1

I want to get only the capital letters from a string, and had the idea to see if each letter in the string is contained in a list of all capital letters:

capsOnly = [ x| x<- string, (x elem ['A'..'Z'])]

the problem is that apparently Haskell does not recognize that the part behind the comma is supposed to be a condition for x, and gives me this:

* Couldn't match expected type `(a0 -> t0 a0 -> Bool)
                                -> [Char] -> Bool'
              with actual type `Char'
* The function `x' is applied to two arguments,
  but its type `Char' has none
  In the expression: (x elem ['A' .. 'Z'])
  In a stmt of a list comprehension: (x elem ['A' .. 'Z'])

So how do I define what is the Argument and what is the List where x comes from? Or is that not possible?

I know that you can also do it like:

onlyCaps = [ x| x<- string, x < 'a']

but I really want to know if my first approach is possible, and how to write it if it is

6

The problem is not with the list comprehension itself. The problem is that x elem ['A'..'Z'] does not make much sense.

elem :: Eq a => a -> [a] -> Bool is a function that takes as input an element and a list and checks if the element belongs to the list.

So you should write it like:

capsOnly = [ x | x <- string, elem x ['A'..'Z']]

Or alternatively use backtics (to use infix notation):

capsOnly = [ x | x <- string, x `elem` ['A'..'Z']]

This however is not very efficient: it requires O(n) to check membership. Since we check a range, it is more efficient to do bound checks, like:

capsOnly = [ x | x <- string, x >= 'A', x <= 'Z']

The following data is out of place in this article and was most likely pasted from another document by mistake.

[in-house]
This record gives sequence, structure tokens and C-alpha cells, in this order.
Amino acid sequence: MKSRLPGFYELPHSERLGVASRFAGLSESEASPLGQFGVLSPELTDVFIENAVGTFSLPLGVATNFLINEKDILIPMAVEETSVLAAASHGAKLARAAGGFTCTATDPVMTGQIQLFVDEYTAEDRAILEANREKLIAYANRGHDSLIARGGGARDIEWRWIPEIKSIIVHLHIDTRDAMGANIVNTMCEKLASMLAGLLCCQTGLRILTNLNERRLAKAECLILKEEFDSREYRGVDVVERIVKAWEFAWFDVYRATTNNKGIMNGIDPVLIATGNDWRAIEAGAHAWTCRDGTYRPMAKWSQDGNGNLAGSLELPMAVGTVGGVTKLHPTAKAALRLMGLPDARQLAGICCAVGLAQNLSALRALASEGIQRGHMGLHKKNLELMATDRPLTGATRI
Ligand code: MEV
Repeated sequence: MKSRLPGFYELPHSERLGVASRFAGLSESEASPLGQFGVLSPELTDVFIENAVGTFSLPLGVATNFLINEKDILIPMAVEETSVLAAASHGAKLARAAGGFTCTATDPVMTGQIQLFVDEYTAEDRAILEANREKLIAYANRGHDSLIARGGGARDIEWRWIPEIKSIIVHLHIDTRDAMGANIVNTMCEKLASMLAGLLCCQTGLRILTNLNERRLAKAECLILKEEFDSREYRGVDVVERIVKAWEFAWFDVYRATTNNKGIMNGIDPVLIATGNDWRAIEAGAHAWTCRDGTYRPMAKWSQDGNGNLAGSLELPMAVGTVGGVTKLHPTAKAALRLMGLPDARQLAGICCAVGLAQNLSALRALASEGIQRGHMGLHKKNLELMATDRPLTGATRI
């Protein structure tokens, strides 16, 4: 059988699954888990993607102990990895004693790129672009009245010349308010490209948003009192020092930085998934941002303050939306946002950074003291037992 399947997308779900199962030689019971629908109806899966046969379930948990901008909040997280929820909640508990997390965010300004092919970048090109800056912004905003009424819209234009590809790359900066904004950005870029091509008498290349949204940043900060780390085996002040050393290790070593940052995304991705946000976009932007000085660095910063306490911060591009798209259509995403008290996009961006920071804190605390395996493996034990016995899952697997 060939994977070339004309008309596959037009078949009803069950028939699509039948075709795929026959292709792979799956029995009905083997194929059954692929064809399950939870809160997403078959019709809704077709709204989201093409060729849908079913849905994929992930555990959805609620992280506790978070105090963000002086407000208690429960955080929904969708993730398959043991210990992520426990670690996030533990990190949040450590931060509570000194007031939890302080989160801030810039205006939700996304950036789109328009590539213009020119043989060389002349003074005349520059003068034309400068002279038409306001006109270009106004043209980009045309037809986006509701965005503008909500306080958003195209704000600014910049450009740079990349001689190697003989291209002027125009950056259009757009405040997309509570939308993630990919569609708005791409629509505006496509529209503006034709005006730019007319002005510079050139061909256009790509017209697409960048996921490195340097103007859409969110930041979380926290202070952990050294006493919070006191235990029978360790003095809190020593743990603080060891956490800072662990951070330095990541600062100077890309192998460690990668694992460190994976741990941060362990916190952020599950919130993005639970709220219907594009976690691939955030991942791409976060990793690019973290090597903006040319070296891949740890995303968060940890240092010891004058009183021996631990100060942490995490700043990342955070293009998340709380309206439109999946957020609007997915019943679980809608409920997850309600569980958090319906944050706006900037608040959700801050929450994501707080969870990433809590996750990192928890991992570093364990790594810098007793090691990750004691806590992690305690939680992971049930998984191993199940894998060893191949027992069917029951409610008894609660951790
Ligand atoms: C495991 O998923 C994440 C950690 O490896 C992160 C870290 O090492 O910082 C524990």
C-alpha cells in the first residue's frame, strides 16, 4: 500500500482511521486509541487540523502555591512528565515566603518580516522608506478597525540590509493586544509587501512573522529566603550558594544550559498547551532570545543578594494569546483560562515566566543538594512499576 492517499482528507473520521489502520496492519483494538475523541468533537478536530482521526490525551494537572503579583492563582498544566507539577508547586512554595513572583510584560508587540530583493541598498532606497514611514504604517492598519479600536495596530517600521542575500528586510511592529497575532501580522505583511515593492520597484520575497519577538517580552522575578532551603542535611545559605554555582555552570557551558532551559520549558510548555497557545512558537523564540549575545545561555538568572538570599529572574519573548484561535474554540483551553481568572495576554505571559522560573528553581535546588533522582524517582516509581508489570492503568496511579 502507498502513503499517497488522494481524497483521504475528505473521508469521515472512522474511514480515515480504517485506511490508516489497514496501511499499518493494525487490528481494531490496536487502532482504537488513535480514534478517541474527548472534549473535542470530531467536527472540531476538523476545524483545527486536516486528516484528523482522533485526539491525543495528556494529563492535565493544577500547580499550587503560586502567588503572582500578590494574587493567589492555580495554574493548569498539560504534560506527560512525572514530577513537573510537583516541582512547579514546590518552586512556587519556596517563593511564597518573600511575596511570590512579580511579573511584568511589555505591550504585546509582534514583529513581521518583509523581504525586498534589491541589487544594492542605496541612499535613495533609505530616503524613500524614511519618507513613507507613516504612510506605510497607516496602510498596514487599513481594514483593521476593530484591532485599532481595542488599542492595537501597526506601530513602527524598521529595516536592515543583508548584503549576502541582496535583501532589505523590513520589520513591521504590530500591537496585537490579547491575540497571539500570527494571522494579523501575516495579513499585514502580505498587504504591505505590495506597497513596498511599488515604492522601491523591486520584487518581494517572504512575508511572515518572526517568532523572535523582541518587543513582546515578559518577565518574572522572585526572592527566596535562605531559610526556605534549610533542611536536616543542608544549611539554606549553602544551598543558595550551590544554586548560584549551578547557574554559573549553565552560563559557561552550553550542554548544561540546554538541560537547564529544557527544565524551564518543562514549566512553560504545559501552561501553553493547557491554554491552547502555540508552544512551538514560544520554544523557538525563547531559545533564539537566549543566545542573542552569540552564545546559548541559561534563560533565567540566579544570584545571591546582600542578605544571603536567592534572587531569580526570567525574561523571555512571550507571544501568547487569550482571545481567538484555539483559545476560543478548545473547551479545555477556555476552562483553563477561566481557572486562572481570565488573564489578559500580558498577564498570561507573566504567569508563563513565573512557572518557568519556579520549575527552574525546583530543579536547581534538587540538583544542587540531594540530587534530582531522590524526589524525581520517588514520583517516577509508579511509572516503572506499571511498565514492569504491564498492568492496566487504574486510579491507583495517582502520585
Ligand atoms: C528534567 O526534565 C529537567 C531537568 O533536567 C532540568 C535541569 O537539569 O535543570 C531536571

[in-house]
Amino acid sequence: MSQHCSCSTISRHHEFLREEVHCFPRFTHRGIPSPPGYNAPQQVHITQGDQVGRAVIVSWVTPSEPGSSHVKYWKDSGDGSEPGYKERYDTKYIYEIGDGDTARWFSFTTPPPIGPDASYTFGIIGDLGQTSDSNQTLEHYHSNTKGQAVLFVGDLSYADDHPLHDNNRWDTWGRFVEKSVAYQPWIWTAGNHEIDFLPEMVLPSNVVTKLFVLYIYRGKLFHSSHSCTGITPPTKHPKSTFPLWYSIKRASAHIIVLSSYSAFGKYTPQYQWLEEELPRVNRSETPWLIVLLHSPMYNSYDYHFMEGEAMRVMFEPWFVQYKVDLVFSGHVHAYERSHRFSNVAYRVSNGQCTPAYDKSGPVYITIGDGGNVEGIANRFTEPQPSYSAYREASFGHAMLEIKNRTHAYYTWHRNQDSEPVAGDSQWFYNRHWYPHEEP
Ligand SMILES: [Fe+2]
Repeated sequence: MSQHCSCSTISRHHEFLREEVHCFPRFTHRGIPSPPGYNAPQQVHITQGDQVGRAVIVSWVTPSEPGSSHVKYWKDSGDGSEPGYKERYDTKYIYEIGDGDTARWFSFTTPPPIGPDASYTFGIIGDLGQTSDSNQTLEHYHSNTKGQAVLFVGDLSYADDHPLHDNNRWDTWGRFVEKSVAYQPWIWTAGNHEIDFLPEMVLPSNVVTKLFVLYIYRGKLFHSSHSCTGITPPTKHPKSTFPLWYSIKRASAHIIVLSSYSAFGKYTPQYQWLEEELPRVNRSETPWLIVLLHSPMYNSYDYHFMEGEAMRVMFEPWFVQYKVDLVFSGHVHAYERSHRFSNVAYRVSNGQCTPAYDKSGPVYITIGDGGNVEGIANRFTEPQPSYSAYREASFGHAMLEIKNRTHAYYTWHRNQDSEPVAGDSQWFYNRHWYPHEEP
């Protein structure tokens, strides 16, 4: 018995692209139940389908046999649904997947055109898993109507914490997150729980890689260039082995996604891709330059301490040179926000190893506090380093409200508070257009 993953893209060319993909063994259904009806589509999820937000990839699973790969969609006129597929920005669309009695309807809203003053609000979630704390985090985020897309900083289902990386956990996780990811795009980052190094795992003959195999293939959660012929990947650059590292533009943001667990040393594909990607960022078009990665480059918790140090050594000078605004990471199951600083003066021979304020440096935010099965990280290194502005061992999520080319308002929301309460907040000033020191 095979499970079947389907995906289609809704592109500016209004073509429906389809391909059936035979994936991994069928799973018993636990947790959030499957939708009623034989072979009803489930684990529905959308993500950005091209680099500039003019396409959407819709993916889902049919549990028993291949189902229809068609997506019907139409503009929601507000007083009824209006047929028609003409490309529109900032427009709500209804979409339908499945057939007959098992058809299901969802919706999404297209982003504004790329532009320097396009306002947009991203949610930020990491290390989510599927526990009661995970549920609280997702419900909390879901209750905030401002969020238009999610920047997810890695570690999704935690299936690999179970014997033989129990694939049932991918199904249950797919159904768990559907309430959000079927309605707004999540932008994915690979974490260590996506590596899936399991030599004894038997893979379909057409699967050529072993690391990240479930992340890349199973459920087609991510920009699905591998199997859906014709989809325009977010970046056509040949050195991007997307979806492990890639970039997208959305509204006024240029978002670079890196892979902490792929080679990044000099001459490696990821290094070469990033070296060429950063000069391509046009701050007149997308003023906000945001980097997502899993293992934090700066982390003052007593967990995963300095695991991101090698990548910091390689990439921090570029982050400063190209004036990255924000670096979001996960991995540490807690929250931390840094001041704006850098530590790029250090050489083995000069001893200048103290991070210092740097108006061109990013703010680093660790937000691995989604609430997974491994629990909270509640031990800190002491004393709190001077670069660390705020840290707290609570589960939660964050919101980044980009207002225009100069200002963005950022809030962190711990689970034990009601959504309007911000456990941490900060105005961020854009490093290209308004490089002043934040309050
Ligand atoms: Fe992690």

This requires two comparisons that run in O(1) making it faster.

What we do here is filtering. Usually it is better (more descriptive and declarative) to use filter :: (a -> Bool) -> [a] -> [a] for this with isAsciiUpper :: Char -> Bool as predicate:

import Data.Char(isAsciiUpper)

capsOnly = filter isAsciiUpper string
  • Or [ x | x <- string, x `elem` ['A'..'Z']] (probably what the OP was trying to write in the first place) – jwodder Jul 18 '17 at 21:37
  • @jwodder: I was thinking exactly the same :) – Willem Van Onsem Jul 18 '17 at 21:38
  • Are we sure that GHC wouldn't optimize elem x ['A'..'Z'] to x >= 'A', x <= 'Z'..? – Redu Jul 18 '17 at 22:13
  • 1
    Well for floating points that law does not hold. For instance elem 0.5 [0..9] is False whereas 0.5 >= 0 && 0.5 <= 9 holds. Furthermore some benchmarks suggest it does not. – Willem Van Onsem Jul 18 '17 at 22:20
  • @Redu you can check by ddump-simpl both versions and comparing them – epsilonhalbe Jul 18 '17 at 22:21

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